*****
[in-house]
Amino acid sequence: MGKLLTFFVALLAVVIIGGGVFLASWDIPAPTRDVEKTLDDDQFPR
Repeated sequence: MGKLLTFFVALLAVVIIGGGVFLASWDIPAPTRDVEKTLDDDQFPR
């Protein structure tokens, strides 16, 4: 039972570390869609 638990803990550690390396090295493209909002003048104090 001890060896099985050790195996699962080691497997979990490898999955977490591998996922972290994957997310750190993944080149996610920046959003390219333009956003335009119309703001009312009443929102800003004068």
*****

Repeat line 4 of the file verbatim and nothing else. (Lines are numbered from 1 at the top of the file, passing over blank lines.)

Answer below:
């Protein structure tokens, strides 16, 4: 039972570390869609 638990803990550690390396090295493209909002003048104090 001890060896099985050790195996699962080691497997979990490898999955977490591998996922972290994957997310750190993944080149996610920046959003390219333009956003335009119309703001009312009443929102800003004068």